Goodell decided that he had better punish Rice in some way. He grazed him with a 2-game suspension. Even within the NFL’s hierarchy of punishments, the penalty was light as compared to a pot smoking 6-game suspension. The inequity was obvious to all immediately but not to Goodell. Weeks later, he publicly declared that a domestic violence first-time violation committed by a player (nothing said about the distinction between proof, accusation, arrest, indictment or conviction) would draw a 6-game penalty. What to do with Rice retroactively? Suddenly two new domestic violence cases emerged with San Francisco and Carolina players. What to do? Goodell waited.

Into the breach strode that paragon of journalism, TMZ, with the missing link — video from the elevator. At last, Goodell could see what had actually happened between the video sequences taken outside the elevator. He rapidly, within the day, compelled the Ravens team to fire Rice and the NFL suspended Rice indefinitely (which in the past has always been the route to redemption and restoral of playing privileges).

Goodell expected praise. Instead, there have been calls for his head. ESPN talking head, attorney, and former NFL quarterback Steve Young opined that the Ravens should have acted like a responsible corporate employer and sent Rice home without pay pending an investigation.

I’ll let ESPN’s Keith Olbermann explain why Goodell and the Ravens and county officials screwed up. He calls for mass resignations. Obermann says Goodell “comforted the violent and afflicted the victim” and is an “enabler of men who beat women.”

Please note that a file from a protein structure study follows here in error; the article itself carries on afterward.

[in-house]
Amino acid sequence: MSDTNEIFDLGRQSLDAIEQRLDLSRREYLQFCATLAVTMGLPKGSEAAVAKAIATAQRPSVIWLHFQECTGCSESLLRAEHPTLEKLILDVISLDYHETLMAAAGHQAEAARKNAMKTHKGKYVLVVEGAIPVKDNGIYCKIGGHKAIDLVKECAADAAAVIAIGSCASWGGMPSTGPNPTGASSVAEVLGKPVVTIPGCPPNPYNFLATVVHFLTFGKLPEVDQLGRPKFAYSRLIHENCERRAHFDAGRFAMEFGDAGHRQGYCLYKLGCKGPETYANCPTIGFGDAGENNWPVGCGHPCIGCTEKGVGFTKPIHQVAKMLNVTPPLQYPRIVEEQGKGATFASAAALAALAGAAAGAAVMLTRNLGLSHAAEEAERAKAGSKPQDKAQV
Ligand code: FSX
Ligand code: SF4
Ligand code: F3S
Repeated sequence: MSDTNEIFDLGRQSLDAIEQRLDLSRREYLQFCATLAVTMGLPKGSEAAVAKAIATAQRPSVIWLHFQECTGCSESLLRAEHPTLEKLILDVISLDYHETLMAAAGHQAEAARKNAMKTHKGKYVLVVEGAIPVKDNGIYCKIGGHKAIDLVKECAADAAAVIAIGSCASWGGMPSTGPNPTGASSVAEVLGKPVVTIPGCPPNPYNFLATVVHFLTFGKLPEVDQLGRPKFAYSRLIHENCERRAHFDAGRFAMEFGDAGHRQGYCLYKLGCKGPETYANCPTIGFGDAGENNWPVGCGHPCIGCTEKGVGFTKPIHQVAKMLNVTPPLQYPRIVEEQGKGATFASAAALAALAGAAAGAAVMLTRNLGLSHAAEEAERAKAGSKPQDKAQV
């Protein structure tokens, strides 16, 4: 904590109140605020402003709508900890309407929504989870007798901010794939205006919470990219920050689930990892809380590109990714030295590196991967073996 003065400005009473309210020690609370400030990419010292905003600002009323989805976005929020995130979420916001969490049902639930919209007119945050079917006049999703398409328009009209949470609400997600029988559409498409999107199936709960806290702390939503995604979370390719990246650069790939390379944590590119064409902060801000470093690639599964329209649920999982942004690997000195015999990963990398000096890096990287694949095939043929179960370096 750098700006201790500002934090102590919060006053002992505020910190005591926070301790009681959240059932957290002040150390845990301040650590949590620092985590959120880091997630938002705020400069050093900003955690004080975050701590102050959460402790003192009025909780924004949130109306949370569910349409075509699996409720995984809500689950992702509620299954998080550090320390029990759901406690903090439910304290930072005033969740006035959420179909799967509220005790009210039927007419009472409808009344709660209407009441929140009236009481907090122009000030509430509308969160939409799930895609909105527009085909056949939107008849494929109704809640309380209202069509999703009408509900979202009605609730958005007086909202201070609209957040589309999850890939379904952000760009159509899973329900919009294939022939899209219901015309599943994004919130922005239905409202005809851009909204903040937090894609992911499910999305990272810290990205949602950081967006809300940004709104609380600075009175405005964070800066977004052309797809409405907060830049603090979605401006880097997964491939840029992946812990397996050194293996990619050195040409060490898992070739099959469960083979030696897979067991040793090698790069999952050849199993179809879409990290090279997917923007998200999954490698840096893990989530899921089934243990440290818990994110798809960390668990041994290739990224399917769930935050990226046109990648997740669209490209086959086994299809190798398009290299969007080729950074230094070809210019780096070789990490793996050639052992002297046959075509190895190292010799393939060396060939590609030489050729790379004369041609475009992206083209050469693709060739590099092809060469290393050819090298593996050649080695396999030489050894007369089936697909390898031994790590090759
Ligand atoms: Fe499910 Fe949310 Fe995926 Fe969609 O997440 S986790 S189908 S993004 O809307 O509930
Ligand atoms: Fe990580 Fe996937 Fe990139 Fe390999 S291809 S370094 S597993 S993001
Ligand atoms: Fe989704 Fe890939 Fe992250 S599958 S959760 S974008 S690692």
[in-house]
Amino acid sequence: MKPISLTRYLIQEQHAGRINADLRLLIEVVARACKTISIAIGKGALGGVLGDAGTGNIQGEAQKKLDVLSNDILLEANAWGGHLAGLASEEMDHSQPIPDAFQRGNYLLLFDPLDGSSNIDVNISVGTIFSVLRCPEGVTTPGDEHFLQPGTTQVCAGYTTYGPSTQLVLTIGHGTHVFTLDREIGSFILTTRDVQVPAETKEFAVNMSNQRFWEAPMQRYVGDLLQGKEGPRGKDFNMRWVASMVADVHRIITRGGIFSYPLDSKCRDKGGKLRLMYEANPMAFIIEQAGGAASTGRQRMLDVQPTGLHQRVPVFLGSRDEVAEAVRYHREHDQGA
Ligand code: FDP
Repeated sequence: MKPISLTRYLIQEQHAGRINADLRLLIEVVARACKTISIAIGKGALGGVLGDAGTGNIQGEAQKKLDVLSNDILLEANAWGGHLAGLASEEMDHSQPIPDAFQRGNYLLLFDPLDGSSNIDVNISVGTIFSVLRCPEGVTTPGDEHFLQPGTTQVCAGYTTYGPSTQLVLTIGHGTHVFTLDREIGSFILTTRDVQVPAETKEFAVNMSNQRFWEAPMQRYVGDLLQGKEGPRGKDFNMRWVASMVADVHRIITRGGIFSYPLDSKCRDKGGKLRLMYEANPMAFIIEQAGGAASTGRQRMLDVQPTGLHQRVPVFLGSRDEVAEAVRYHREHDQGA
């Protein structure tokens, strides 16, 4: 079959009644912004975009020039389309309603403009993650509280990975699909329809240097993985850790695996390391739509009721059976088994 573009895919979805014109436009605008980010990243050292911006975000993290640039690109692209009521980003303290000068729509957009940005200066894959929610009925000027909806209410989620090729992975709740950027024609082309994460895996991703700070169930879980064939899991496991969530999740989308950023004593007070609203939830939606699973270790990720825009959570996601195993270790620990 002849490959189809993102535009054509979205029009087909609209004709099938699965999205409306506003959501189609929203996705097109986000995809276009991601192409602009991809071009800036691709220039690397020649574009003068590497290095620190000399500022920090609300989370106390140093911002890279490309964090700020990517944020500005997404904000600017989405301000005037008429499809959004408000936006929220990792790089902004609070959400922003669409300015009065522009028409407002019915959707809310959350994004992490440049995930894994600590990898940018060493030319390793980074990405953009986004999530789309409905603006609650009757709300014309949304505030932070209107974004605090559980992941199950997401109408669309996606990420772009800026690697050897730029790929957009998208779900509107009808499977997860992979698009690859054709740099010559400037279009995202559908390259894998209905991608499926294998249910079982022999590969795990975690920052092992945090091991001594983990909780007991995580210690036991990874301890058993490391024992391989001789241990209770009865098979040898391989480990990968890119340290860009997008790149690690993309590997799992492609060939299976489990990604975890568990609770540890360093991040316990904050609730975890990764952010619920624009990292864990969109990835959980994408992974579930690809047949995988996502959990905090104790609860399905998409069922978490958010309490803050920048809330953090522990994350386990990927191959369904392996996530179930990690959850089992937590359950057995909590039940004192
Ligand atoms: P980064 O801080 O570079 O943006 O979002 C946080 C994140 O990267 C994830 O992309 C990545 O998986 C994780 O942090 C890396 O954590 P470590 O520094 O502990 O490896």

As an institution, the NFL is screwy. The people in charge seem incapable of owning the responsibility for what they have done. It’s all deflection and denial. Just protect the shield, baby.

It’s corporate CYA!

Coming: Part II — The NFL’s Personnel Problem

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Two tales for 2014 Labor Day

Thursday, August 28th, 2014

Happy Labor Day. Two tales about unionism. Abraham Lincoln said it best:

Labor is the superior of capital and deserves much the higher consideration.

Good news in an unexpected place: Workers at the Chattanooga, Tennessee Volkswagen auto manufacturing plant have created UAW Local 42 to represent workers. The company is expected to recognize the union once a threshold number of workers join the union. The company favored the union in the Feb. 2014 election. Outside Tennessee politicians fought hard to defeat the union winning the support of workers to keep Tennessee hostile to unions. It is a “right to work” state.

Bad news where least expected: Amazon fights its workers’ right to unionize in Germany, a union-friendly country. Along with GMO and fast food, another horrible American export — anti-unionism!

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Remember without workers CEOs would have no income and investors would have no companies to push to their limits of productivity.